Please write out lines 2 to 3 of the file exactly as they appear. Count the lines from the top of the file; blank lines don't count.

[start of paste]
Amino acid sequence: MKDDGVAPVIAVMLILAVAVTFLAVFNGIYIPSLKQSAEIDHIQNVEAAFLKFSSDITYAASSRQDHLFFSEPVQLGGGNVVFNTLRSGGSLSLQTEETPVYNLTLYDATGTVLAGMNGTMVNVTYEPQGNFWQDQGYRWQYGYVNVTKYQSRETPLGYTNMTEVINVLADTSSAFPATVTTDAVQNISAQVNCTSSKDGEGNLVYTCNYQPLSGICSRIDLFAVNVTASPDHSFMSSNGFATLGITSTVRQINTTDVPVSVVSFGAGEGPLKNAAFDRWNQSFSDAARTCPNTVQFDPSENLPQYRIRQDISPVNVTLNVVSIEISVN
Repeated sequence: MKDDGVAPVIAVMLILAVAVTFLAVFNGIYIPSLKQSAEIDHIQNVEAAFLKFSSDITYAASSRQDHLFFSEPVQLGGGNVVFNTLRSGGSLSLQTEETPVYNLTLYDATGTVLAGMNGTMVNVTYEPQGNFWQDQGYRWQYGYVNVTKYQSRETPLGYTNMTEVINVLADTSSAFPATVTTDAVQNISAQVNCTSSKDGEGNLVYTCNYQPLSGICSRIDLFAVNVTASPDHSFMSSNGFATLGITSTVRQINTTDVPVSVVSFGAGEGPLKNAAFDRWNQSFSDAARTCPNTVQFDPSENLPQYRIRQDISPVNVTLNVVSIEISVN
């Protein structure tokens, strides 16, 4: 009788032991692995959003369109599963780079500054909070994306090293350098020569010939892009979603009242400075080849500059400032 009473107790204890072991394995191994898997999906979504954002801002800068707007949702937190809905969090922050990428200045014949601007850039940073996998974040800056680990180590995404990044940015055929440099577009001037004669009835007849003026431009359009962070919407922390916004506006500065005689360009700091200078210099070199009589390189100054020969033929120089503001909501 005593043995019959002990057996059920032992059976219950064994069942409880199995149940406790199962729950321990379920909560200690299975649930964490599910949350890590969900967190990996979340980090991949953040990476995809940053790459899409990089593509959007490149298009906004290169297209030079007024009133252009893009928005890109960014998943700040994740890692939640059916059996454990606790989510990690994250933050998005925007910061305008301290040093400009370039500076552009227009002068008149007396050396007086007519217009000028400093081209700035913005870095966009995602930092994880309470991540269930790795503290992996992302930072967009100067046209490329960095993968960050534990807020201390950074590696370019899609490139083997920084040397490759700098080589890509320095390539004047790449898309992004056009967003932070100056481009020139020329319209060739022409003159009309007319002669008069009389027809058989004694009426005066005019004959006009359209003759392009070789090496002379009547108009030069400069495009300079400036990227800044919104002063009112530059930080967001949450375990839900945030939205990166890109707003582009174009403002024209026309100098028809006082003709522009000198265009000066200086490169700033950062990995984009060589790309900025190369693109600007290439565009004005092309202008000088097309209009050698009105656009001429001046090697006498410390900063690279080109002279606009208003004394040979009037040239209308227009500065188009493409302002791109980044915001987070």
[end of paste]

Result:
Repeated sequence: MKDDGVAPVIAVMLILAVAVTFLAVFNGIYIPSLKQSAEIDHIQNVEAAFLKFSSDITYAASSRQDHLFFSEPVQLGGGNVVFNTLRSGGSLSLQTEETPVYNLTLYDATGTVLAGMNGTMVNVTYEPQGNFWQDQGYRWQYGYVNVTKYQSRETPLGYTNMTEVINVLADTSSAFPATVTTDAVQNISAQVNCTSSKDGEGNLVYTCNYQPLSGICSRIDLFAVNVTASPDHSFMSSNGFATLGITSTVRQINTTDVPVSVVSFGAGEGPLKNAAFDRWNQSFSDAARTCPNTVQFDPSENLPQYRIRQDISPVNVTLNVVSIEISVN
């Protein structure tokens, strides 16, 4: 009788032991692995959003369109599963780079500054909070994306090293350098020569010939892009979603009242400075080849500059400032 009473107790204890072991394995191994898997999906979504954002801002800068707007949702937190809905969090922050990428200045014949601007850039940073996998974040800056680990180590995404990044940015055929440099577009001037004669009835007849003026431009359009962070919407922390916004506006500065005689360009700091200078210099070199009589390189100054020969033929120089503001909501 005593043995019959002990057996059920032992059976219950064994069942409880199995149940406790199962729950321990379920909560200690299975649930964490599910949350890590969900967190990996979340980090991949953040990476995809940053790459899409990089593509959007490149298009906004290169297209030079007024009133252009893009928005890109960014998943700040994740890692939640059916059996454990606790989510990690994250933050998005925007910061305008301290040093400009370039500076552009227009002068008149007396050396007086007519217009000028400093081209700035913005870095966009995602930092994880309470991540269930790795503290992996992302930072967009100067046209490329960095993968960050534990807020201390950074590696370019899609490139083997920084040397490759700098080589890509320095390539004047790449898309992004056009967003932070100056481009020139020329319209060739022409003159009309007319002669008069009389027809058989004694009426005066005019004959006009359209003759392009070789090496002379009547108009030069400069495009300079400036990227800044919104002063009112530059930080967001949450375990839900945030939205990166890109707003582009174009403002024209026309100098028809006082003709522009000198265009000066200086490169700033950062990995984009060589790309900025190369693109600007290439565009004005092309202008000088097309209009050698009105656009001429001046090697006498410390900063690279080109002279606009208003004394040979009037040239209308227009500065188009493409302002791109980044915001987070």